Some years ago, I was honored to be asked to moderate a symposium at Claremont Graduate University in California. I was told there would be close to 40 healthcare chief executive officers attending and that Peter Drucker would be the main speaker. I had never met Drucker, but at that time, he was considered the No. 1 expert on corporate management.
Therefore, being asked to moderate a symposium where Drucker would be the main attraction was indeed a high honor. To say I was excited and nervous would be an understatement. There were other speakers, of course, but the main event would be Drucker's lecture. Before I knew it, there I was introducing him to the assemblage in a lecture hall at the Claremont business school.
After my brief introduction, he strode to the front of the lecture hall and proceeded to give a riveting talk on the vitality and ingenuity of the American healthcare system. You could hear a pin drop as he spoke, and he went on for an hour before he gave way to questions. His performance was magnificent, and I will always remember his enthusiasm and energy even though, at that time, he was well into his 80s. So it was with a great deal of sorrow that I read of Peter Drucker's passing last month at age 95. There may never be anyone quite like him again because he was special to anyone involved in the day-to-day workings of business.
He believed in people, and that is why all of us should be grateful for his vision. He didn't look at organizations or corporations as inanimate objects; he looked at them as living entities full of individuals who made the company or organization function. There were a number of articles written about Drucker's passing, but one that I felt did him great justice was written by a reporter at one of our sister publications, Advertising Age. It seemed to capture the essence of what Drucker offered the business world.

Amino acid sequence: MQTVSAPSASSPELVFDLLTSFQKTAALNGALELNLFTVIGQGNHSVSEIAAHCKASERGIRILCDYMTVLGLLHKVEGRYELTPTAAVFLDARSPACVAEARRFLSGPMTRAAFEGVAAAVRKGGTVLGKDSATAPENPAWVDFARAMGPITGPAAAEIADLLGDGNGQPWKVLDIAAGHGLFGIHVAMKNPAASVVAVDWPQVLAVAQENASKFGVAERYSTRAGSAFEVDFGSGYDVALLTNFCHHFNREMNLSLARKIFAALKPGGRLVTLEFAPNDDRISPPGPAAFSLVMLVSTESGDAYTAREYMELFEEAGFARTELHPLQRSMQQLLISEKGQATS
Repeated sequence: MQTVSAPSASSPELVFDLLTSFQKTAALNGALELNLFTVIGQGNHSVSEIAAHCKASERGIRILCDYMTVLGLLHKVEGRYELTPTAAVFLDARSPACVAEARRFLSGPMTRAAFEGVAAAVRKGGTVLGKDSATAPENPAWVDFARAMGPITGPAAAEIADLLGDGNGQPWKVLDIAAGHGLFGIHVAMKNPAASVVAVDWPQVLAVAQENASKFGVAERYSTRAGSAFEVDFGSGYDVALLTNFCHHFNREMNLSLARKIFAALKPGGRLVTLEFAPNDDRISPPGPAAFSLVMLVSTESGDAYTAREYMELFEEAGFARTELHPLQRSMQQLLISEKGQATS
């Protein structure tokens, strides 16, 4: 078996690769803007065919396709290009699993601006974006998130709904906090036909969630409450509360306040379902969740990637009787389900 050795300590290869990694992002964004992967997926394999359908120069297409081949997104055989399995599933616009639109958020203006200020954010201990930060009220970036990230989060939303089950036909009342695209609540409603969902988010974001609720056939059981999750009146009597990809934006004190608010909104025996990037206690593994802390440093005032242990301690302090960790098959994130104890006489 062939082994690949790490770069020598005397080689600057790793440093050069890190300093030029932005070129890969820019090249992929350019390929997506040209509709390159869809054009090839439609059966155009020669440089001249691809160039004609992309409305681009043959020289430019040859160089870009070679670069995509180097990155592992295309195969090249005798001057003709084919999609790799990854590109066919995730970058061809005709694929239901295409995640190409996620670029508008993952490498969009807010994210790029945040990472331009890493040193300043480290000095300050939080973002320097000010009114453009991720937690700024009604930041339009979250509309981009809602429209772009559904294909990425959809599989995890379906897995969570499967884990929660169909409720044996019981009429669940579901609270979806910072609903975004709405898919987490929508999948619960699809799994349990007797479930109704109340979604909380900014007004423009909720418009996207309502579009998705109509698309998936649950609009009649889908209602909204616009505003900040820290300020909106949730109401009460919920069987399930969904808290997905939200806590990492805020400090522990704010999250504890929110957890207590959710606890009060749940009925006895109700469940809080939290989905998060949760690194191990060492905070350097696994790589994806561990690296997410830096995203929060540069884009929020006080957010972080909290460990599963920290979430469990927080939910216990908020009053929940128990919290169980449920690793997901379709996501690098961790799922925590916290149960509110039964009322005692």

The article cited John Quelch, professor of marketing at Harvard Business School, who starts every lecture with this Drucker quote: "The purpose of a business is to acquire and retain a customer." Anybody in business who doesn't think that way probably is destined to fail as many businesses inevitably do.
Quelch says that another of his favorites is, "Strategy is a sense of direction around which to improvise."
Other Druckerisms cited in the Advertising Age article include:
* "Corporate cultures are like country cultures. Never try to change one. Try, instead, to work with what you've got."
*"Management by objective works-if you know the objectives. Ninety percent of the time you don't."
Drucker wrote 39 books, including The End of Economic Man (1939), and Concept of the Corporation published in 1946. The latter was a book on General Motors Corp. that introduced the concept of "command and control" management style, decentralization and worker responsibility. More recently, he co-authored The Effective Executive in Action with Joseph Maciariello, which will be published January 2006.
The management guru was a native of Austria, born in Vienna on Nov. 19, 1909, to a wealthy family. He attended schools in Austria and England, earning a doctorate in 1931 from Frankfurt University. For 21 years, he was a professor of management at New York University's graduate business school. In 1971, Drucker bypassed the nation's most prominent business schools to teach at Claremont Graduate University, where he was a professor of social sciences and management. He taught there until 2002 and then went on to consult and write until his death.
Randall Rothenberg, senior director of intellectual capital at Booz Allen Hamilton, describes Drucker this way: "Drucker was, first and foremost, a synthetic thinker who drew from a wide range of disciplines as well as his own background as a journalist to explain not just how business worked but how people worked." He adds: "Every major breakthrough business book--from In Search of Excellence to Good to Great--derives from Peter Drucker's fundamental premise: People matter."
This country and this world have lost a great individual who in so many ways changed the world. Drucker believed in people's dignity, intelligence and resourcefulness. He also believed in substance, mission, vision and values. His philosophy of management made executives take notice and get back to the basics of taking care of the little things.
I will never forget the experience of moderating a symposium with Peter Drucker. That day, he had a listening device in each ear and glasses that were close to a quarter-inch thick, but he presented his talk with clarity, wit, charm, warmth and focus. He was one of the most effective advocates for the American healthcare system to whom I had ever listened. It's all there in his books and the new one that will be released in January. I believe it will be a must-read for anyone in management.
It's all about people,
Charles S. Lauer
Vice President-Publishing/Editorial Director